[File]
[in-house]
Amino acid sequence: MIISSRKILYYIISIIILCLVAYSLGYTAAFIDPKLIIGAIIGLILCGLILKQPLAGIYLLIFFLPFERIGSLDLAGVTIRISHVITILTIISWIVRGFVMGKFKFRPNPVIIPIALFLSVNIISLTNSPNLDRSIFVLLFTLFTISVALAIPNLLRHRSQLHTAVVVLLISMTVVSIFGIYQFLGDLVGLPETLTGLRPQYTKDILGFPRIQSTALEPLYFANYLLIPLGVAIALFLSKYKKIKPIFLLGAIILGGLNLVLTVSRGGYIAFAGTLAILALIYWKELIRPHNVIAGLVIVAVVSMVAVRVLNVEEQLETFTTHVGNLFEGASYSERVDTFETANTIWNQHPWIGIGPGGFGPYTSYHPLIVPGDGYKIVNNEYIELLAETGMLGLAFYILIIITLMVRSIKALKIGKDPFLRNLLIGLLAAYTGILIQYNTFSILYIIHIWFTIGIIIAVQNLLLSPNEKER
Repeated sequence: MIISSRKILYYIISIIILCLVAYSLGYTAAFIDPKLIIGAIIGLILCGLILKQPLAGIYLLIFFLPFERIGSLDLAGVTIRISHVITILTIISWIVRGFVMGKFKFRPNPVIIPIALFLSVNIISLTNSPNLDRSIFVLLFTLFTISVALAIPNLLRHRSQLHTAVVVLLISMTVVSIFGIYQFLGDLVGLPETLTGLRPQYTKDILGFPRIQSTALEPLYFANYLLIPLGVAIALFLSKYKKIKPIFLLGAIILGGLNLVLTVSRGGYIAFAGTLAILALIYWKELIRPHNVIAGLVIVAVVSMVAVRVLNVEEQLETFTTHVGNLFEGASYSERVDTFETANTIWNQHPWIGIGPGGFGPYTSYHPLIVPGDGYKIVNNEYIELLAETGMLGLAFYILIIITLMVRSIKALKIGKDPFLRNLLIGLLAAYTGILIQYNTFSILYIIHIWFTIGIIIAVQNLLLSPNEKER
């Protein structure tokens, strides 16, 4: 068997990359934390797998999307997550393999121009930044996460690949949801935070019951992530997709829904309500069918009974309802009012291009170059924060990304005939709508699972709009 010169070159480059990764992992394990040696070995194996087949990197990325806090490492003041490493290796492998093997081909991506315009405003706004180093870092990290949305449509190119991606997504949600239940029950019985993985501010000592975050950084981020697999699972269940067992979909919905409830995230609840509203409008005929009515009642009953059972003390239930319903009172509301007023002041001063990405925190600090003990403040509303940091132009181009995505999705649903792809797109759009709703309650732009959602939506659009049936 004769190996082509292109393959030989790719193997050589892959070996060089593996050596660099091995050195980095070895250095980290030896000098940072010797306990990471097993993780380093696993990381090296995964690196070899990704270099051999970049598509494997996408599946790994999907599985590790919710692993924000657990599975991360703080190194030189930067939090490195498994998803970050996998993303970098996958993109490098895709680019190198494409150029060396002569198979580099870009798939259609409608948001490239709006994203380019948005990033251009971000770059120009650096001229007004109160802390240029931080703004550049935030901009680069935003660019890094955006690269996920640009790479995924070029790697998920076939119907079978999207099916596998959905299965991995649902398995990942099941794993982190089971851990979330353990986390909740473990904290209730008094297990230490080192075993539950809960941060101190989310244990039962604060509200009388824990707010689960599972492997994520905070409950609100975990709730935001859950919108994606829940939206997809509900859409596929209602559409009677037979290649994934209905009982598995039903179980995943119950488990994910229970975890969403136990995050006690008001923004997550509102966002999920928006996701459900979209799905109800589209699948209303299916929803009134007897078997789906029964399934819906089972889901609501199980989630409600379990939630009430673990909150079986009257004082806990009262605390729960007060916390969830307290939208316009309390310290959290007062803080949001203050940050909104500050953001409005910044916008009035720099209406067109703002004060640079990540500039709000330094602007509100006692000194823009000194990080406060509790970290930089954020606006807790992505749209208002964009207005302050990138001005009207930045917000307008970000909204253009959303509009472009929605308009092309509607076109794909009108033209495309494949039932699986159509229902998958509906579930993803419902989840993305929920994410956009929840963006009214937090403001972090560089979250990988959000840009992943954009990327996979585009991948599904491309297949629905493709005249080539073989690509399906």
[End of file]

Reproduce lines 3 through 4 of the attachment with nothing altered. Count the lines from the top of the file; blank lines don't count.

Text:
Repeated sequence: MIISSRKILYYIISIIILCLVAYSLGYTAAFIDPKLIIGAIIGLILCGLILKQPLAGIYLLIFFLPFERIGSLDLAGVTIRISHVITILTIISWIVRGFVMGKFKFRPNPVIIPIALFLSVNIISLTNSPNLDRSIFVLLFTLFTISVALAIPNLLRHRSQLHTAVVVLLISMTVVSIFGIYQFLGDLVGLPETLTGLRPQYTKDILGFPRIQSTALEPLYFANYLLIPLGVAIALFLSKYKKIKPIFLLGAIILGGLNLVLTVSRGGYIAFAGTLAILALIYWKELIRPHNVIAGLVIVAVVSMVAVRVLNVEEQLETFTTHVGNLFEGASYSERVDTFETANTIWNQHPWIGIGPGGFGPYTSYHPLIVPGDGYKIVNNEYIELLAETGMLGLAFYILIIITLMVRSIKALKIGKDPFLRNLLIGLLAAYTGILIQYNTFSILYIIHIWFTIGIIIAVQNLLLSPNEKER
């Protein structure tokens, strides 16, 4: 068997990359934390797998999307997550393999121009930044996460690949949801935070019951992530997709829904309500069918009974309802009012291009170059924060990304005939709508699972709009 010169070159480059990764992992394990040696070995194996087949990197990325806090490492003041490493290796492998093997081909991506315009405003706004180093870092990290949305449509190119991606997504949600239940029950019985993985501010000592975050950084981020697999699972269940067992979909919905409830995230609840509203409008005929009515009642009953059972003390239930319903009172509301007023002041001063990405925190600090003990403040509303940091132009181009995505999705649903792809797109759009709703309650732009959602939506659009049936 004769190996082509292109393959030989790719193997050589892959070996060089593996050596660099091995050195980095070895250095980290030896000098940072010797306990990471097993993780380093696993990381090296995964690196070899990704270099051999970049598509494997996408599946790994999907599985590790919710692993924000657990599975991360703080190194030189930067939090490195498994998803970050996998993303970098996958993109490098895709680019190198494409150029060396002569198979580099870009798939259609409608948001490239709006994203380019948005990033251009971000770059120009650096001229007004109160802390240029931080703004550049935030901009680069935003660019890094955006690269996920640009790479995924070029790697998920076939119907079978999207099916596998959905299965991995649902398995990942099941794993982190089971851990979330353990986390909740473990904290209730008094297990230490080192075993539950809960941060101190989310244990039962604060509200009388824990707010689960599972492997994520905070409950609100975990709730935001859950919108994606829940939206997809509900859409596929209602559409009677037979290649994934209905009982598995039903179980995943119950488990994910229970975890969403136990995050006690008001923004997550509102966002999920928006996701459900979209799905109800589209699948209303299916929803009134007897078997789906029964399934819906089972889901609501199980989630409600379990939630009430673990909150079986009257004082806990009262605390729960007060916390969830307290939208316009309390310290959290007062803080949001203050940050909104500050953001409005910044916008009035720099209406067109703002004060640079990540500039709000330094602007509100006692000194823009000194990080406060509790970290930089954020606006807790992505749209208002964009207005302050990138001005009207930045917000307008970000909204253009959303509009472009929605308009092309509607076109794909009108033209495309494949039932699986159509229902998958509906579930993803419902989840993305929920994410956009929840963006009214937090403001972090560089979250990988959000840009992943954009990327996979585009991948599904491309297949629905493709005249080539073989690509399906």